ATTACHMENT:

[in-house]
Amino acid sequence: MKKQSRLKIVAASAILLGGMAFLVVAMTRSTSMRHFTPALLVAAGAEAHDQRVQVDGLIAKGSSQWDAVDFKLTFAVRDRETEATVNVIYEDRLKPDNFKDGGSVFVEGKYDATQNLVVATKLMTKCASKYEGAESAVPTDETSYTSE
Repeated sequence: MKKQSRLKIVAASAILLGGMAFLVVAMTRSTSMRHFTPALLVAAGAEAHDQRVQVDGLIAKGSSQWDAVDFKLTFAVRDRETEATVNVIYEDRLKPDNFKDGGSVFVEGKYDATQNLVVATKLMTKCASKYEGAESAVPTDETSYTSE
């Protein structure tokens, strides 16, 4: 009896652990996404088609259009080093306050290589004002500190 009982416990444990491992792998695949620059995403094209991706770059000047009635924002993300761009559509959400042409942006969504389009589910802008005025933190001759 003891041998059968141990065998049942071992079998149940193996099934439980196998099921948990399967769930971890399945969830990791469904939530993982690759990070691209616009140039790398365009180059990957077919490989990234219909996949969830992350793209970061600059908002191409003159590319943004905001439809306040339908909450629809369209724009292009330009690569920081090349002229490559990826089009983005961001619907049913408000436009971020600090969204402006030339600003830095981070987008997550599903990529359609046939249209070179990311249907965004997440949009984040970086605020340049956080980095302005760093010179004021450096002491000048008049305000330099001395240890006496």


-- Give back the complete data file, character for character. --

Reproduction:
[in-house]
Amino acid sequence: MKKQSRLKIVAASAILLGGMAFLVVAMTRSTSMRHFTPALLVAAGAEAHDQRVQVDGLIAKGSSQWDAVDFKLTFAVRDRETEATVNVIYEDRLKPDNFKDGGSVFVEGKYDATQNLVVATKLMTKCASKYEGAESAVPTDETSYTSE
Repeated sequence: MKKQSRLKIVAASAILLGGMAFLVVAMTRSTSMRHFTPALLVAAGAEAHDQRVQVDGLIAKGSSQWDAVDFKLTFAVRDRETEATVNVIYEDRLKPDNFKDGGSVFVEGKYDATQNLVVATKLMTKCASKYEGAESAVPTDETSYTSE
């Protein structure tokens, strides 16, 4: 009896652990996404088609259009080093306050290589004002500190 009982416990444990491992792998695949620059995403094209991706770059000047009635924002993300761009559509959400042409942006969504389009589910802008005025933190001759 003891041998059968141990065998049942071992079998149940193996099934439980196998099921948990399967769930971890399945969830990791469904939530993982690759990070691209616009140039790398365009180059990957077919490989990234219909996949969830992350793209970061600059908002191409003159590319943004905001439809306040339908909450629809369209724009292009330009690569920081090349002229490559990826089009983005961001619907049913408000436009971020600090969204402006030339600003830095981070987008997550599903990529359609046939249209070179990311249907965004997440949009984040970086605020340049956080980095302005760093010179004021450096002491000048008049305000330099001395240890006496």